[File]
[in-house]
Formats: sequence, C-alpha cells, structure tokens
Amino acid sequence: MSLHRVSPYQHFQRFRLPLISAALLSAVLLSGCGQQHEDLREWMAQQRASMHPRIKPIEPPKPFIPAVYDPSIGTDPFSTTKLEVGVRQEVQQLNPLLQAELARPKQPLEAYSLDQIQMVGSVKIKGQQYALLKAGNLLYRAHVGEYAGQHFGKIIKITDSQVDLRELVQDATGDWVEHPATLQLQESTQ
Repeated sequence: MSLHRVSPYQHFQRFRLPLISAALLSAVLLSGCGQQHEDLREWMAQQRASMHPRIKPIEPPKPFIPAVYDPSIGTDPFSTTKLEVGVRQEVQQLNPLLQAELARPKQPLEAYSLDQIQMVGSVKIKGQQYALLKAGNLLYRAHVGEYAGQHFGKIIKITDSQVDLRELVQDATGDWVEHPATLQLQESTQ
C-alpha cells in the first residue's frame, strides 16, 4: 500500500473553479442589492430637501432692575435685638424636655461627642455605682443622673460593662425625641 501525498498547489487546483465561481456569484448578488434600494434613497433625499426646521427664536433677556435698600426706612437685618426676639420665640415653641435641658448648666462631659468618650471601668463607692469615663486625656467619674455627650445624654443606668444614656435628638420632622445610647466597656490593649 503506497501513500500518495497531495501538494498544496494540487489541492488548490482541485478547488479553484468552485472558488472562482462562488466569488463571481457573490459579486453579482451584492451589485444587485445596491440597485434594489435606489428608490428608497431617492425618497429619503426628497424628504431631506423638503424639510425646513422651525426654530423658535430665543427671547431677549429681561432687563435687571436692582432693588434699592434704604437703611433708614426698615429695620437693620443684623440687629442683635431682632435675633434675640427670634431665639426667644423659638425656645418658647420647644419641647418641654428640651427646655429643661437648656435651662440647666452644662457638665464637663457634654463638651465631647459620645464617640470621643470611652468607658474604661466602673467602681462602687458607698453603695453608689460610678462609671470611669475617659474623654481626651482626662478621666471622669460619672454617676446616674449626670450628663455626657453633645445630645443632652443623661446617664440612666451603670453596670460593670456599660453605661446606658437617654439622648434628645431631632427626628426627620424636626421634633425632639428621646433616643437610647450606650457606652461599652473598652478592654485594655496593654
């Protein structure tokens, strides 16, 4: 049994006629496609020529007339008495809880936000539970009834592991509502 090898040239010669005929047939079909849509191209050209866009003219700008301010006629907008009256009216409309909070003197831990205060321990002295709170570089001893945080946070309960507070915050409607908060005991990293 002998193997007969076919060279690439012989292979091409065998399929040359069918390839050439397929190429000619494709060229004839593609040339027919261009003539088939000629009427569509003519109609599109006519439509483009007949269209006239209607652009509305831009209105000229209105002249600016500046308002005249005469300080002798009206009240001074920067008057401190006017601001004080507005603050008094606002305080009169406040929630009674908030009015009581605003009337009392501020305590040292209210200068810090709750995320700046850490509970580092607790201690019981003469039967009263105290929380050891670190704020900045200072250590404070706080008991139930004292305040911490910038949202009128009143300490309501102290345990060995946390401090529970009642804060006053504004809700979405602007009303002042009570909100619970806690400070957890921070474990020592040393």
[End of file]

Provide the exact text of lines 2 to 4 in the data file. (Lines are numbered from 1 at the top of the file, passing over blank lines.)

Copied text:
Formats: sequence, C-alpha cells, structure tokens
Amino acid sequence: MSLHRVSPYQHFQRFRLPLISAALLSAVLLSGCGQQHEDLREWMAQQRASMHPRIKPIEPPKPFIPAVYDPSIGTDPFSTTKLEVGVRQEVQQLNPLLQAELARPKQPLEAYSLDQIQMVGSVKIKGQQYALLKAGNLLYRAHVGEYAGQHFGKIIKITDSQVDLRELVQDATGDWVEHPATLQLQESTQ
Repeated sequence: MSLHRVSPYQHFQRFRLPLISAALLSAVLLSGCGQQHEDLREWMAQQRASMHPRIKPIEPPKPFIPAVYDPSIGTDPFSTTKLEVGVRQEVQQLNPLLQAELARPKQPLEAYSLDQIQMVGSVKIKGQQYALLKAGNLLYRAHVGEYAGQHFGKIIKITDSQVDLRELVQDATGDWVEHPATLQLQESTQ